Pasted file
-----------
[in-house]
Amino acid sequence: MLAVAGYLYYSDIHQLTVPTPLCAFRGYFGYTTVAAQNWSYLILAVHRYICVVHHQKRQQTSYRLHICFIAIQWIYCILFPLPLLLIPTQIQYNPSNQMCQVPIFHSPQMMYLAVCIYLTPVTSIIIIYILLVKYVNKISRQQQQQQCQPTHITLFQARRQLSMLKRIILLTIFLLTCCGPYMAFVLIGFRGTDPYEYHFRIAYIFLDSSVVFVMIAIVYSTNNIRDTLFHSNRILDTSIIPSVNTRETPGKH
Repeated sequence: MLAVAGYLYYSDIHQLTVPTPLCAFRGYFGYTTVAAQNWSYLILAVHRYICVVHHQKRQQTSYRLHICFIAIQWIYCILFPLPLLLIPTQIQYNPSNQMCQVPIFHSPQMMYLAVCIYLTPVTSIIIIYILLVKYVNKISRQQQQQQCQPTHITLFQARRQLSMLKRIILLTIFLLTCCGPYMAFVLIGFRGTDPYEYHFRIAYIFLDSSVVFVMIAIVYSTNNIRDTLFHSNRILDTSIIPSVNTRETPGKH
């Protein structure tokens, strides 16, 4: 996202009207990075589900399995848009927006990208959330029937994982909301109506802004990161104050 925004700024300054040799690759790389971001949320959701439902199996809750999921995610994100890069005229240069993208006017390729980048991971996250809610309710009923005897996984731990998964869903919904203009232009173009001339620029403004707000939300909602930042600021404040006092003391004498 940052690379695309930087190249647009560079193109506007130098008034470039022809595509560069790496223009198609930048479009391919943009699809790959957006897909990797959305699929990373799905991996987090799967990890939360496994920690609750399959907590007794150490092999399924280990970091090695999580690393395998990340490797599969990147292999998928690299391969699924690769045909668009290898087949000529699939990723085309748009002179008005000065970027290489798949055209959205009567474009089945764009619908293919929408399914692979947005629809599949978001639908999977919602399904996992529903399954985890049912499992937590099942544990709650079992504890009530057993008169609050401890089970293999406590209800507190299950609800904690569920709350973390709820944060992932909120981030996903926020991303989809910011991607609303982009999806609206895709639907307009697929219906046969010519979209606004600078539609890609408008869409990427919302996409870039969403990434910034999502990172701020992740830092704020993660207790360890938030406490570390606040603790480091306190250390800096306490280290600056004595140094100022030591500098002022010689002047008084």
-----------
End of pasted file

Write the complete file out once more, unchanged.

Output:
[in-house]
Amino acid sequence: MLAVAGYLYYSDIHQLTVPTPLCAFRGYFGYTTVAAQNWSYLILAVHRYICVVHHQKRQQTSYRLHICFIAIQWIYCILFPLPLLLIPTQIQYNPSNQMCQVPIFHSPQMMYLAVCIYLTPVTSIIIIYILLVKYVNKISRQQQQQQCQPTHITLFQARRQLSMLKRIILLTIFLLTCCGPYMAFVLIGFRGTDPYEYHFRIAYIFLDSSVVFVMIAIVYSTNNIRDTLFHSNRILDTSIIPSVNTRETPGKH
Repeated sequence: MLAVAGYLYYSDIHQLTVPTPLCAFRGYFGYTTVAAQNWSYLILAVHRYICVVHHQKRQQTSYRLHICFIAIQWIYCILFPLPLLLIPTQIQYNPSNQMCQVPIFHSPQMMYLAVCIYLTPVTSIIIIYILLVKYVNKISRQQQQQQCQPTHITLFQARRQLSMLKRIILLTIFLLTCCGPYMAFVLIGFRGTDPYEYHFRIAYIFLDSSVVFVMIAIVYSTNNIRDTLFHSNRILDTSIIPSVNTRETPGKH
């Protein structure tokens, strides 16, 4: 996202009207990075589900399995848009927006990208959330029937994982909301109506802004990161104050 925004700024300054040799690759790389971001949320959701439902199996809750999921995610994100890069005229240069993208006017390729980048991971996250809610309710009923005897996984731990998964869903919904203009232009173009001339620029403004707000939300909602930042600021404040006092003391004498 940052690379695309930087190249647009560079193109506007130098008034470039022809595509560069790496223009198609930048479009391919943009699809790959957006897909990797959305699929990373799905991996987090799967990890939360496994920690609750399959907590007794150490092999399924280990970091090695999580690393395998990340490797599969990147292999998928690299391969699924690769045909668009290898087949000529699939990723085309748009002179008005000065970027290489798949055209959205009567474009089945764009619908293919929408399914692979947005629809599949978001639908999977919602399904996992529903399954985890049912499992937590099942544990709650079992504890009530057993008169609050401890089970293999406590209800507190299950609800904690569920709350973390709820944060992932909120981030996903926020991303989809910011991607609303982009999806609206895709639907307009697929219906046969010519979209606004600078539609890609408008869409990427919302996409870039969403990434910034999502990172701020992740830092704020993660207790360890938030406490570390606040603790480091306190250390800096306490280290600056004595140094100022030591500098002022010689002047008084």